Amara-Geffen_web
Amara Geffen

A member of the Allegheny art department since 1982, Geffen specializes in projects that emphasize community collaboration and creative reuse and repurposing of materials and sites to illustrate the role of arts-based and sustainable community and economic development. Projects she has been involved with include an initiative that merges Earth art with best management practices in the environmental mitigation of stormwater runoff as part of an interstate highway interchange.

Geffen also directs Allegheny’s Center for Economic and Environmental Development and serves as the project director of the center’s Arts & Environment Initiative. She has been the recipient of grants from the Pennsylvania Council on the Arts and the Mid Atlantic Arts Foundation’s Artists and Communities program for collaborations with students and artist colleagues on behalf of the Pennsylvania Department of Transportation and the greater Meadville community.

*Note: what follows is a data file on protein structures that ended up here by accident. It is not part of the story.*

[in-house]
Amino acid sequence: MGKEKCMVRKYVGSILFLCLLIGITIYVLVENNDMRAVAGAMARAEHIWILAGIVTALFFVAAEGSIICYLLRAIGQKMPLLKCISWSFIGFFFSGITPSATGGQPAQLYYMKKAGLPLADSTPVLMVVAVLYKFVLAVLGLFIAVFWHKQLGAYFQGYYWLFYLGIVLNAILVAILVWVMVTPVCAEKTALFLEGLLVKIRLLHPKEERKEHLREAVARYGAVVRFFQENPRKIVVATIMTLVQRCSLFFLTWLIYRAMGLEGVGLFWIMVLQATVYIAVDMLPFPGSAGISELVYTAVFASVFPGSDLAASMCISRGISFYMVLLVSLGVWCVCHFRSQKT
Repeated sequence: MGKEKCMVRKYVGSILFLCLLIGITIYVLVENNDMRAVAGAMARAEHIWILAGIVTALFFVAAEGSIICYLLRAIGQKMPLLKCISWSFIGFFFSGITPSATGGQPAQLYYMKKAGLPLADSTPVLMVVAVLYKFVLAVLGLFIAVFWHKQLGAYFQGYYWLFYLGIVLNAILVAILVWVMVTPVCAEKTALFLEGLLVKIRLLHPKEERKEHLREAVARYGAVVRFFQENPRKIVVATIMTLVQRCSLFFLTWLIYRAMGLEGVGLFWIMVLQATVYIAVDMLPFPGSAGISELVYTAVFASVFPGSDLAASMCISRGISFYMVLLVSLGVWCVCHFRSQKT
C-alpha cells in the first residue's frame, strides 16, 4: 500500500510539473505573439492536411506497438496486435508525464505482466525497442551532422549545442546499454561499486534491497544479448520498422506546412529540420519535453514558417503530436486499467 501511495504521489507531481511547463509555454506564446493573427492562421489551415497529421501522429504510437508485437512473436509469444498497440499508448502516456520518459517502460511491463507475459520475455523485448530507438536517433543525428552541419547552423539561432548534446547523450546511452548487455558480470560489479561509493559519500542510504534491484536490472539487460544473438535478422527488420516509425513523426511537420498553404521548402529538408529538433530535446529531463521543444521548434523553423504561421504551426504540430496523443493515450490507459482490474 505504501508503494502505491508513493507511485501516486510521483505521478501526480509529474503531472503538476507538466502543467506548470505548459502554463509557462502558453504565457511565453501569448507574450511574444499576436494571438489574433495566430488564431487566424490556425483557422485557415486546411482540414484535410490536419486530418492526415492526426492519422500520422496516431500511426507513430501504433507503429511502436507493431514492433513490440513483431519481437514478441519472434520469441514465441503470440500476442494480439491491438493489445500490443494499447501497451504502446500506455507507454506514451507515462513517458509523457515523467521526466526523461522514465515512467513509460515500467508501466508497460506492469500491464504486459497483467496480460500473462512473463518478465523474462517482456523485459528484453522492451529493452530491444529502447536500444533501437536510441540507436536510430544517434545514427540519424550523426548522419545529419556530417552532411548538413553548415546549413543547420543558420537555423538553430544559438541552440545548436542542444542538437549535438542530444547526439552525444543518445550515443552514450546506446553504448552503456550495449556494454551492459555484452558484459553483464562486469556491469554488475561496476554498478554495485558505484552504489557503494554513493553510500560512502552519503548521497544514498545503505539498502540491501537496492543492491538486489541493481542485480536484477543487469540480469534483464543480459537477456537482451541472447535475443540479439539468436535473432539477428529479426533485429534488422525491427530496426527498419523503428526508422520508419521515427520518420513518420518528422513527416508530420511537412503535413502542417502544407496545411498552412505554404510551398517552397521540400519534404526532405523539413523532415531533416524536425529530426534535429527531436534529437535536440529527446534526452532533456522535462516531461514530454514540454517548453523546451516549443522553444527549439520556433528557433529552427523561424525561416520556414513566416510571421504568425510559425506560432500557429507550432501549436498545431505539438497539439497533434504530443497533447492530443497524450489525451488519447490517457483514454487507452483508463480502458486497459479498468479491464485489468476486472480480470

The environmental lecture series is sponsored by the Spoerl Lectureship in Science in Society. Established in 1999 by Milwaukee-Downer College graduate Barbara Gray Spoerl and her husband, Edward, the lectureship promotes interest and discussion on the role of science and technology in societies worldwide.

Spoerl Environmental Series Focuses on the “Greening” of Higher Education

A scholar on the integration of environmental studies and sustainability programs in higher education opens Lawrence University’s 2010 Spoerl Lectures in Science and Society series. The theme for this year’s three-part series is “The Greening of Higher Education.”

Nan Jenks-Jay, dean of environmental affairs at Vermont’s Middlebury College, presents “Sustainability and the Liberal Arts,” Wednesday, May 12 at 7 p.m. in Thomas Steitz Science Hall Room 102. The presentation is free and open to the public.

Nan-Jenks-Jay_web
Nan Jenks-Jay